New practice guideline: CRC screening isn’t necessary for low-risk patients aged 50-75 years

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Current models that predict risk lack precision

There is compelling evidence that CRC screening of average-risk individuals is effective – screening with one of several modalities can reduce CRC incidence and mortality in average-risk individuals. Various guidelines throughout the world have recommended screening, usually beginning at age 50 years, in a one-size-fits-all manner. Despite our knowledge that different people have a different lifetime risk of CRC, no prior guidelines have suggested that risk stratification be built into the decision making.

Dr. David Lieberman, Oregon Health and Science University, Portland

Dr. David Lieberman

A new clinical practice guideline from an international panel applies principles of precision medicine to CRC screening and proposes a paradigm shift by recommending screening to higher-risk individuals, and not recommending screening if the risk of CRC is low. Intuitively, this makes sense and conserves resources – if we can accurately determine risk of CRC. This guideline uses a calculator (QCancer) derived from United Kingdom data to estimate 15-year risk of CRC. The panel suggests that for screening to be initiated there should be a certain level of benefit: a CRC mortality or incidence reduction of 5 per 1,000 screenees for a noninvasive test like fecal immunochemical test (FIT) and a reduction of 10 per 1,000 screenees for invasive tests like sigmoidoscopy and colonoscopy. When these estimates of benefit are placed into a microsimulation model, the cutoff for recommending screening is a 3% risk of CRC over the next 15 years. This approach would largely eliminate any screening before age 60 years, based on the calculator rating, unless there is a family history of GI cancer.

All of the recommendations in this practice guideline are weak because they are derived from models that lack adequate precision. Nevertheless, the authors have proposed a new approach to CRC screening, similar to management plans for patients with cardiovascular disease. Before adopting such an approach, we need to be more comfortable with the precision of the risk estimates. These estimates, derived entirely from demographic and clinical information, may be enhanced by genomic data to achieve more precision. Further data on the willingness of the public to accept no screening if their risk is below a certain threshold needs to be evaluated. Despite these issues, the guideline presents a provocative approach which demands our attention.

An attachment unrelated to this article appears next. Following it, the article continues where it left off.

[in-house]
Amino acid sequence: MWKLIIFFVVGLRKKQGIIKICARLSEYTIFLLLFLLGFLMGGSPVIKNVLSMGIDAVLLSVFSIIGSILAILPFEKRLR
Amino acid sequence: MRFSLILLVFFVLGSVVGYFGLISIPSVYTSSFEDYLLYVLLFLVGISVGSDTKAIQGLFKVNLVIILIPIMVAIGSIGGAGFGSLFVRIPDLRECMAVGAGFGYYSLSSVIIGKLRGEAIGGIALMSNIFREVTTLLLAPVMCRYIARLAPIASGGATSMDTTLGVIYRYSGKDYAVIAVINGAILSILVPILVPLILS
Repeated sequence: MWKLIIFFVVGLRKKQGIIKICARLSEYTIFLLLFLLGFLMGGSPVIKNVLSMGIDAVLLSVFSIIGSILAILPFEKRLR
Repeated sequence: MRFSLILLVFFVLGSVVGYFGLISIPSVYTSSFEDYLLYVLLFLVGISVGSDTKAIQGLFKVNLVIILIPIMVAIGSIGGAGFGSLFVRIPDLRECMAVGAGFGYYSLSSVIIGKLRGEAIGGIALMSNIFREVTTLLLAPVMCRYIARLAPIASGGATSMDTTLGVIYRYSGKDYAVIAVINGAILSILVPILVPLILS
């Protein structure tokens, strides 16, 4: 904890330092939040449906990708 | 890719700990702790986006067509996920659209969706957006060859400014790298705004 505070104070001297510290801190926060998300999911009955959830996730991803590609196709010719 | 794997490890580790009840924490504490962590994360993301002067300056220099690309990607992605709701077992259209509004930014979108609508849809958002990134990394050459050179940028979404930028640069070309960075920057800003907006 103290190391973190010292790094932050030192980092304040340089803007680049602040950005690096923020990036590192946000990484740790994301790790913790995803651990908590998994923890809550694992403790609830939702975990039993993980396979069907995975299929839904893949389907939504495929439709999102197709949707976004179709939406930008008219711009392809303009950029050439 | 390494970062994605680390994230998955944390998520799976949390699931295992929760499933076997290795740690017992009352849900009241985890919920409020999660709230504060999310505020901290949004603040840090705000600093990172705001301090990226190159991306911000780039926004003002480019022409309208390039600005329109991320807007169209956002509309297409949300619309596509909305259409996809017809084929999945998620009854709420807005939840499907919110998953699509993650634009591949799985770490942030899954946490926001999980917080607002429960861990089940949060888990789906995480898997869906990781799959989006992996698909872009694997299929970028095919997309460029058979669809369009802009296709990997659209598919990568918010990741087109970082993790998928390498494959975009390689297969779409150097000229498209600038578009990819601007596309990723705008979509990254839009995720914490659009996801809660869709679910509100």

David Lieberman, MD, AGAF, is professor of medicine and chief of the division of gastroenterology and hepatology, Oregon Health & Science University, Portland. He is Past President of the AGA Institute. He has no conflicts of interest.



Patients 50-79 years old with a demonstrably low risk of developing the disease within 15 years probably don’t need to be screened for colorectal cancer. But if their risk of disease is at least 3% over 15 years, patients should be screened, Lise M. Helsingen, MD, and colleagues wrote in BMJ (2019;367:l5515 doi: 10.1136/bmj.l5515).

For these patients, “We suggest screening with one of the four screening options: fecal immunochemical test (FIT) every year, FIT every 2 years, a single sigmoidoscopy, or a single colonoscopy,” wrote Dr. Helsingen of the University of Oslo, and her team.